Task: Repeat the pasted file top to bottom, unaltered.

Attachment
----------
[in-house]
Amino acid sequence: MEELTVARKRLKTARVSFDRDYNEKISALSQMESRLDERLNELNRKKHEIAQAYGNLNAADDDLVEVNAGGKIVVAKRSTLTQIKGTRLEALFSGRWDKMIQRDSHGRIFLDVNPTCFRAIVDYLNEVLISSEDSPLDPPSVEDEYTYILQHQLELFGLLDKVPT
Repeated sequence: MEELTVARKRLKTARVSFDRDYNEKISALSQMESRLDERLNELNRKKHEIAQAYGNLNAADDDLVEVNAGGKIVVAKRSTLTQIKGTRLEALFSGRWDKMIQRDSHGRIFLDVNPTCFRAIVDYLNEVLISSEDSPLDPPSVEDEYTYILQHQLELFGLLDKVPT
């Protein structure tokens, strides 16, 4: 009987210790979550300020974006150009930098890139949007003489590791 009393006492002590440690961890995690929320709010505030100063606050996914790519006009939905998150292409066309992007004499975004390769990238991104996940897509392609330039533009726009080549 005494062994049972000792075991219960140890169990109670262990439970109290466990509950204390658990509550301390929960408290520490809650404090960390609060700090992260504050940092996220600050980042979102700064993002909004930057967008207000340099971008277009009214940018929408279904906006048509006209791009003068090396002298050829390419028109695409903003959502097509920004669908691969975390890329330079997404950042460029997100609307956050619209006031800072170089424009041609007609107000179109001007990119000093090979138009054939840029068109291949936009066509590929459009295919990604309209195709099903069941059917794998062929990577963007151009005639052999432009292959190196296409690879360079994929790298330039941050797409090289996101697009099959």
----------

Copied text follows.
[in-house]
Amino acid sequence: MEELTVARKRLKTARVSFDRDYNEKISALSQMESRLDERLNELNRKKHEIAQAYGNLNAADDDLVEVNAGGKIVVAKRSTLTQIKGTRLEALFSGRWDKMIQRDSHGRIFLDVNPTCFRAIVDYLNEVLISSEDSPLDPPSVEDEYTYILQHQLELFGLLDKVPT
Repeated sequence: MEELTVARKRLKTARVSFDRDYNEKISALSQMESRLDERLNELNRKKHEIAQAYGNLNAADDDLVEVNAGGKIVVAKRSTLTQIKGTRLEALFSGRWDKMIQRDSHGRIFLDVNPTCFRAIVDYLNEVLISSEDSPLDPPSVEDEYTYILQHQLELFGLLDKVPT
């Protein structure tokens, strides 16, 4: 009987210790979550300020974006150009930098890139949007003489590791 009393006492002590440690961890995690929320709010505030100063606050996914790519006009939905998150292409066309992007004499975004390769990238991104996940897509392609330039533009726009080549 005494062994049972000792075991219960140890169990109670262990439970109290466990509950204390658990509550301390929960408290520490809650404090960390609060700090992260504050940092996220600050980042979102700064993002909004930057967008207000340099971008277009009214940018929408279904906006048509006209791009003068090396002298050829390419028109695409903003959502097509920004669908691969975390890329330079997404950042460029997100609307956050619209006031800072170089424009041609007609107000179109001007990119000093090979138009054939840029068109291949936009066509590929459009295919990604309209195709099903069941059917794998062929990577963007151009005639052999432009292959190196296409690879360079994929790298330039941050797409090289996101697009099959």